This publication presents analyses restricted to patients with a baseline diagnosis of diabetes. Diabetes status was established at baseline based on history and confirmation by source documentation. Participants were judged to have type 2 diabetes if the diagnosis was made at age 30 years or older or if they were not taking insulin.

The study had a 2 x 2 factorial design with randomization to 400 IU natural source vitamin E (RRR- -tocopheryl acetate) or placebo and to 10 mg of ramipril or placebo, both study drugs administered once daily. Mean follow-up was 4.5 years.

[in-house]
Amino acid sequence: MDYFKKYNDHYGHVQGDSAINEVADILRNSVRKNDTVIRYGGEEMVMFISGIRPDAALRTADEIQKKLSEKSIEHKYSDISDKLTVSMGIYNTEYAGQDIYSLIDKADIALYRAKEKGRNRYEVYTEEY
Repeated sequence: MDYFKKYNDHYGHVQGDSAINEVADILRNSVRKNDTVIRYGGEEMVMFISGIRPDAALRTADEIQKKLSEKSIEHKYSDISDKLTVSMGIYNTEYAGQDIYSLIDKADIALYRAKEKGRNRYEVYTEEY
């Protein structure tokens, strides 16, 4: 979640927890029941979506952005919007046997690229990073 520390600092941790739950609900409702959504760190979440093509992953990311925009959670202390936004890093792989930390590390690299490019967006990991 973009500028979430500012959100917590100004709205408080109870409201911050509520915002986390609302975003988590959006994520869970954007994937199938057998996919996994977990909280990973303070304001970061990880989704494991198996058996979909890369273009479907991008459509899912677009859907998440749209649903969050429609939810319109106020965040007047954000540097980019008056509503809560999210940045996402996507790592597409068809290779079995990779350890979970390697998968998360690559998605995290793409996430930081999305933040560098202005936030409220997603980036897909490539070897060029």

After randomization, patients were evaluated at 1 month and thereafter every 6 months. HbA1c and serum creatinine were assayed for all HOPE study participants with a history of diabetes in each study center’s local laboratory at baseline and yearly thereafter. Urinary albumin excretion was measured at baseline, at 1 year, and at study end, by measuring the albumin-to-creatinine ratio in the first morning urine sample. Urine was stored at -70°C. Albumin-to-creatinine ratio was measured at four laboratories, which served as central laboratories for the study regions (Canada, U.K., Argentina, and Brazil). Microalbuminuria was defined based on definitions available in 1993 at the time of study initiation, as an albumin-to-creatinine ratio of 2 mg/mmol or higher.[13] Participants with albumin-to-creatinine ratio >36 mg/mmol after randomization were asked to provide a 24-h urine sample that was assayed in their local laboratory for total protein or urinary albumin. Results of these measurements were sent to the Project Office and all cases of overt nephropathy were adjudicated. Overt nephropathy was diagnosed if the 24-h urine albumin was 300 mg or more, if the 24-h urine total protein excretion was 500 mg or more, or if the measured albumin-to-creatinine ratio was >36 mg/mmol and no 24-h urine result was available.